It is okay for us to tell the world that at this time there are zero cases of COVID-19 in our country, but we should stay away from telling anyone how brilliant our efforts were, when we, a country with about 400,000 inhabitants and a population density of 37 persons per square mile, had 18 cases and 2 deaths, while Vietnam, a country of 97 million persons and a population density of 672 per square mile, thus far has had 328 cases, and ZERO deaths. We should be grateful. They can boast.
Vietnam, and Japan, have both had excellent control of COVID-19, and one of the safety measures common to both is the use of face masks. Vietnam is not as financially wealthy as Japan, and this is probably why the masks the Vietnamese wear are cheap disposables or made of cloth. Cheap disposable and cloth masks are not as effective as surgical masks at keeping out viruses, but they significantly reduce the quantity of droplets we expel when we talk, shout, cough, or sneeze.
Some argue that since tests have shown us to be COVID-19-free for some weeks now, we could go back to interacting as we did before the State of Emergency. All the experts say that it would be a terrible mistake to let down our guard.
The Vietnamese believe they were successful in containing COVID-19 because of their efforts to trace both direct and indirect contacts of infected people. They found that up to 43% of the people who had the virus were asymptomatic. If they had not quarantined those people they would be telling a different story, a very painful one, today.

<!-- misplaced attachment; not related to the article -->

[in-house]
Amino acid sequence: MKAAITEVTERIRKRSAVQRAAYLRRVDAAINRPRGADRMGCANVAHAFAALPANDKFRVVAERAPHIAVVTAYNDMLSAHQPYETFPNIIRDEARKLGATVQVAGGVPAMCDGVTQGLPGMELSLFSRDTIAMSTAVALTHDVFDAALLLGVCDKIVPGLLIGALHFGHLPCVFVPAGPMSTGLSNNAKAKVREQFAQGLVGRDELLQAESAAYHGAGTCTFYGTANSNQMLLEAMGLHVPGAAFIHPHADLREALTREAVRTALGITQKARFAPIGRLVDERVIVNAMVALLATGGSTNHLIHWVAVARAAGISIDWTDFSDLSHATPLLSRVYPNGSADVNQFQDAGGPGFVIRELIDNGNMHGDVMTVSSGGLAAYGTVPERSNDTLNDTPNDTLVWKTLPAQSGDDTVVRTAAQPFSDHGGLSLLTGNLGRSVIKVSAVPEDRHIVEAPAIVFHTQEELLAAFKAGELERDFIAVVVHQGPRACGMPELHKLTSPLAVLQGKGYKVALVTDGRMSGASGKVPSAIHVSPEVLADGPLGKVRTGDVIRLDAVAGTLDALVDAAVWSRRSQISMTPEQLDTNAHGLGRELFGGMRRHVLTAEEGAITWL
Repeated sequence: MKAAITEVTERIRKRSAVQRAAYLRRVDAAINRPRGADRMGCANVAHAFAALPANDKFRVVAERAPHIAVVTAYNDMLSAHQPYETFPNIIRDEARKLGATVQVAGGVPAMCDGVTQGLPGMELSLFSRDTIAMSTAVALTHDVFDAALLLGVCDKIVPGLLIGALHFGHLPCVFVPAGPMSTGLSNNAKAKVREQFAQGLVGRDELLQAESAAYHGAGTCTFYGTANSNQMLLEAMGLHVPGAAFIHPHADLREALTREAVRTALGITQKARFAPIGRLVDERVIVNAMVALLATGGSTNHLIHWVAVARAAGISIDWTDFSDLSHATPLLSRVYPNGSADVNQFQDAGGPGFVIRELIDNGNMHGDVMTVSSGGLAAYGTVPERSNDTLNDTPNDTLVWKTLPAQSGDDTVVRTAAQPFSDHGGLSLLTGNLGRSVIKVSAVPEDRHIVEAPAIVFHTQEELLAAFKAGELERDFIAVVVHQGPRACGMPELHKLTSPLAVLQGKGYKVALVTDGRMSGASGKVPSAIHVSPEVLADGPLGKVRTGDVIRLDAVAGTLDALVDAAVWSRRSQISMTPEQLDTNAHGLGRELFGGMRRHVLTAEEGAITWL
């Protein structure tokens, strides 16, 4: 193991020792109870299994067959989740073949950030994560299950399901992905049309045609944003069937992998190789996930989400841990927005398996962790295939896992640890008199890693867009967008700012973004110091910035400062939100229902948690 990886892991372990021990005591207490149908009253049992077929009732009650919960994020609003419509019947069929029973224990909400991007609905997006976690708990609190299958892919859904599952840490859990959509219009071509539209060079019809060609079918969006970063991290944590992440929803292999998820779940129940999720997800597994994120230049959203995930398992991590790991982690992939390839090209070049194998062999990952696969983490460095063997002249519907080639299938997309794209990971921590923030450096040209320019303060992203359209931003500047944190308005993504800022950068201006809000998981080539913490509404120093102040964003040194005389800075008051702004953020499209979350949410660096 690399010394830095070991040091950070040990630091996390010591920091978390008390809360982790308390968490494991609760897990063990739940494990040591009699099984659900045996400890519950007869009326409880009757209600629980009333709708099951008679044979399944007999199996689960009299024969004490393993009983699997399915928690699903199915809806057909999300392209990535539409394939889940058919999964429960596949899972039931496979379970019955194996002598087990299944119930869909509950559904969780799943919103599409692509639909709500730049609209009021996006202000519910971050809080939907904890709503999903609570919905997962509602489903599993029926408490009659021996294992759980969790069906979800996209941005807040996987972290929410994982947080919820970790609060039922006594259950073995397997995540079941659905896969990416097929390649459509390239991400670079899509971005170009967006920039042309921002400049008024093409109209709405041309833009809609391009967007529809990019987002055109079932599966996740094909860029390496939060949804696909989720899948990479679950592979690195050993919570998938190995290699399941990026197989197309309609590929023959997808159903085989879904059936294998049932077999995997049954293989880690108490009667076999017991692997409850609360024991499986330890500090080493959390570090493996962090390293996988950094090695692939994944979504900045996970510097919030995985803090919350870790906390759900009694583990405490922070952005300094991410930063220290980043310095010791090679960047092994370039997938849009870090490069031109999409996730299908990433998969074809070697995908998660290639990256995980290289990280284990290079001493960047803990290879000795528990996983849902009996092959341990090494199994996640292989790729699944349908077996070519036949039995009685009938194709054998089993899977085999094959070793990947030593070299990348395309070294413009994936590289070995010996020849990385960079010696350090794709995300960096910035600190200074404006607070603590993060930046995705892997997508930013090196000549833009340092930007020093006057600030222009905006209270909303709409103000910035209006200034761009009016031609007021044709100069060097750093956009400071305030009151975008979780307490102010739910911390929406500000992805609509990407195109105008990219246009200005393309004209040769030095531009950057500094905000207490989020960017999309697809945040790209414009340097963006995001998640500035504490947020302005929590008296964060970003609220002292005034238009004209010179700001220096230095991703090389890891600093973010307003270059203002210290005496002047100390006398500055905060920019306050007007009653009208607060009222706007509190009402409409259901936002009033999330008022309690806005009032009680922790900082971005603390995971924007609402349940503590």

It’s hot in Belize, especially at this time of year, and that makes it a little uncomfortable to wear face masks. However, face masks are proven to help prevent the spread of communicable diseases, and it is the law in Belize to wear one. We should all wear face masks when we are in public places, but maybe in some cases the law should only call for covering the mouth.
If we didn’t know before, we know now that when we speak to our friends and neighbors we expel droplets. The larger droplets are easy to see and the smaller droplets can be seen when we magnify a picture taken of us when we’re talking or coughing. The more we live, the more we learn, and having learned that we’re all spewing droplets when we open our mouths, even if we weren’t in the middle of a pandemic we should want the person speaking to us to cover their mouths, if they are nearby.
On the matter of masks covering the mouth and nose, some complain that they have breathing difficulties when the mask covers their nose. It must be acknowledged that there are persons who complain because they believe they must resist authority, but, in consideration of those with legitimate health issues, it’s reasonable to conclude that far more droplets are expelled from the mouth of a person who is talking/shouting/coughing, than are expelled from the nostrils of a person that is breathing normally.
For those who say they are experiencing such great difficulty with breathing through a face mask, maybe the authorities might relax the law, so that it requires that the mask be worn only over the mouth if we aren’t having the sniffles or sneezing, or are not in a crowded place. Maybe.